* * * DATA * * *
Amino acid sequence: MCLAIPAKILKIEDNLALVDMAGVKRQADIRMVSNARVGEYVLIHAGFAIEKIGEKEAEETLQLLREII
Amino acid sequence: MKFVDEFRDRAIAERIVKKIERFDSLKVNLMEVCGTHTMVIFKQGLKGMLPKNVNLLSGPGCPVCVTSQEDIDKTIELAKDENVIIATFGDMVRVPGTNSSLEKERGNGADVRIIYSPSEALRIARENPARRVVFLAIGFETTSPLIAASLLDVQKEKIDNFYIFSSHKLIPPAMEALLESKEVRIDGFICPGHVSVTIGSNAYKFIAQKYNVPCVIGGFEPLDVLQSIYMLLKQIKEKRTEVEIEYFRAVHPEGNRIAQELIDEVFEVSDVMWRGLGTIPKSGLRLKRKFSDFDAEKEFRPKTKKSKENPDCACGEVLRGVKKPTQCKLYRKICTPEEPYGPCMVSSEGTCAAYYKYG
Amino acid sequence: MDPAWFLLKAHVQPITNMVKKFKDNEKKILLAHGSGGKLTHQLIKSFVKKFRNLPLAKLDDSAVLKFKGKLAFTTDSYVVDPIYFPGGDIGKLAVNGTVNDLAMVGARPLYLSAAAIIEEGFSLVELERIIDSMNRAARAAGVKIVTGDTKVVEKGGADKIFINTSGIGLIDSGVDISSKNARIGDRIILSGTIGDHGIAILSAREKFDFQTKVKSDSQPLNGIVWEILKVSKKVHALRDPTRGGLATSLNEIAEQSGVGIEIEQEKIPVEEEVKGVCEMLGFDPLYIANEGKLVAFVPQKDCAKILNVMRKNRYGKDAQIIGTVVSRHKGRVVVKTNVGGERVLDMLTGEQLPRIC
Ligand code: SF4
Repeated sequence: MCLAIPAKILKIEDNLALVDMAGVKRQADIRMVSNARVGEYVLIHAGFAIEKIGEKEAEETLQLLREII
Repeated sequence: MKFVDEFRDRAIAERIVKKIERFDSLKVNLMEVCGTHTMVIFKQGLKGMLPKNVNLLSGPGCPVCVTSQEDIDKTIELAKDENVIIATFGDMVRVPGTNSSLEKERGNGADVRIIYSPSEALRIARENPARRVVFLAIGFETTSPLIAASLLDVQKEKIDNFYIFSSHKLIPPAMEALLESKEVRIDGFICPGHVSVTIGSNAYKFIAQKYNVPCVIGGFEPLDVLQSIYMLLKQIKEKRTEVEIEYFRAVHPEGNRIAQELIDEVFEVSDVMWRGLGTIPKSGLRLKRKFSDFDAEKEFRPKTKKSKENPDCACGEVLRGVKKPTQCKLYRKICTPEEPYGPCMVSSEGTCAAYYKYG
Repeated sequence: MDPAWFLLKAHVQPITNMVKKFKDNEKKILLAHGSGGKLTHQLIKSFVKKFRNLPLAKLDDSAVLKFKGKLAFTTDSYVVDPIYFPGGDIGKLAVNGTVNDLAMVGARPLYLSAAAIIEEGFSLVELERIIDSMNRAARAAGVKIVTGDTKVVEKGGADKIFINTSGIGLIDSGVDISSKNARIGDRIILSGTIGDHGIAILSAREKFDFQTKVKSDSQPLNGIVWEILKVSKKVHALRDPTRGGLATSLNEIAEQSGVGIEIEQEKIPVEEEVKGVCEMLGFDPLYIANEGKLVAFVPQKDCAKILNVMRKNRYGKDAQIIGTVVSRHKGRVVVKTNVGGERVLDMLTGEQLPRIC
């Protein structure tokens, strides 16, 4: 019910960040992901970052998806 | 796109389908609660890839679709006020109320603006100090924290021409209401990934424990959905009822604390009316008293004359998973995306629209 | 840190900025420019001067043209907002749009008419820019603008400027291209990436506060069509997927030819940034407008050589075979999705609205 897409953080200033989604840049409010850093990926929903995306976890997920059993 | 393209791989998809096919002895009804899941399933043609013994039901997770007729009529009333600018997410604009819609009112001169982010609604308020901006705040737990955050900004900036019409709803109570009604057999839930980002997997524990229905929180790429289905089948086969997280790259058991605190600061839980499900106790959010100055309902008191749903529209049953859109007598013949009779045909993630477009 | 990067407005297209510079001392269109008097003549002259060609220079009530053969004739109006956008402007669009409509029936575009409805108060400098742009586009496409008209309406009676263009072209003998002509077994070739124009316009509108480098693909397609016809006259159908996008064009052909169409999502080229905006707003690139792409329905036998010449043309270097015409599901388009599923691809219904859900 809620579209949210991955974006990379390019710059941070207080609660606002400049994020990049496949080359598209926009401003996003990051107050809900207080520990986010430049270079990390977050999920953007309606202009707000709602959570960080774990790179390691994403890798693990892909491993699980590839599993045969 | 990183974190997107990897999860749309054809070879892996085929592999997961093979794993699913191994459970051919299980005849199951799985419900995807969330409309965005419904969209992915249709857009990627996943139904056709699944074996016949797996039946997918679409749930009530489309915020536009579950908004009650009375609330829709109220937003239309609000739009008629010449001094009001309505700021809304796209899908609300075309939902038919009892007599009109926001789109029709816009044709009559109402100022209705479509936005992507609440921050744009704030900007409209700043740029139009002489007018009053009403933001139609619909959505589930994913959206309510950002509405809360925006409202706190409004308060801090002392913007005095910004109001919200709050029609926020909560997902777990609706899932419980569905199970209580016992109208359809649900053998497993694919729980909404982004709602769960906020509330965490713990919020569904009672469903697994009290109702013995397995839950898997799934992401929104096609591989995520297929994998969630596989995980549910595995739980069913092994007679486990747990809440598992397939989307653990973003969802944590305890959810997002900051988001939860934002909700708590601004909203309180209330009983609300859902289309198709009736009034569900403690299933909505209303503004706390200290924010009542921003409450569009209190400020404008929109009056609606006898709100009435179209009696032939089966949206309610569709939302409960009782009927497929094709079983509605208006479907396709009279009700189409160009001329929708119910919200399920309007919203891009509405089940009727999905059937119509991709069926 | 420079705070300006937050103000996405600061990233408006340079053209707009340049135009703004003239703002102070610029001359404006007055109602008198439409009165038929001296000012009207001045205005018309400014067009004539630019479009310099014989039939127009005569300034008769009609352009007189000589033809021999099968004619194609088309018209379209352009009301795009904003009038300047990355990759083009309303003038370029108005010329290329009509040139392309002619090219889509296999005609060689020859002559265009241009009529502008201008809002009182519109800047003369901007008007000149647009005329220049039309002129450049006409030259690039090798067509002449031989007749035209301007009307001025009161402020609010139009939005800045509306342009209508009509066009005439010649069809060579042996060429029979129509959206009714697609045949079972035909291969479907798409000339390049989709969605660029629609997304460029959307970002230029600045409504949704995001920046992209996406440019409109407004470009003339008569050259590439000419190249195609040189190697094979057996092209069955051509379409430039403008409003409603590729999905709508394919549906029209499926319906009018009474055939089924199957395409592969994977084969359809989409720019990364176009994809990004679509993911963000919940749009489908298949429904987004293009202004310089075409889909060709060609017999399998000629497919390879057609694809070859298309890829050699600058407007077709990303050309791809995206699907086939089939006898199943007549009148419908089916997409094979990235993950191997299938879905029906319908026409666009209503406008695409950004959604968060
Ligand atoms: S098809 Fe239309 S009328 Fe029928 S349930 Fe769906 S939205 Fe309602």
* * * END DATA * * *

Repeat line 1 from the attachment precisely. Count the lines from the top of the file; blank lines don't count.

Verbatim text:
Amino acid sequence: MCLAIPAKILKIEDNLALVDMAGVKRQADIRMVSNARVGEYVLIHAGFAIEKIGEKEAEETLQLLREII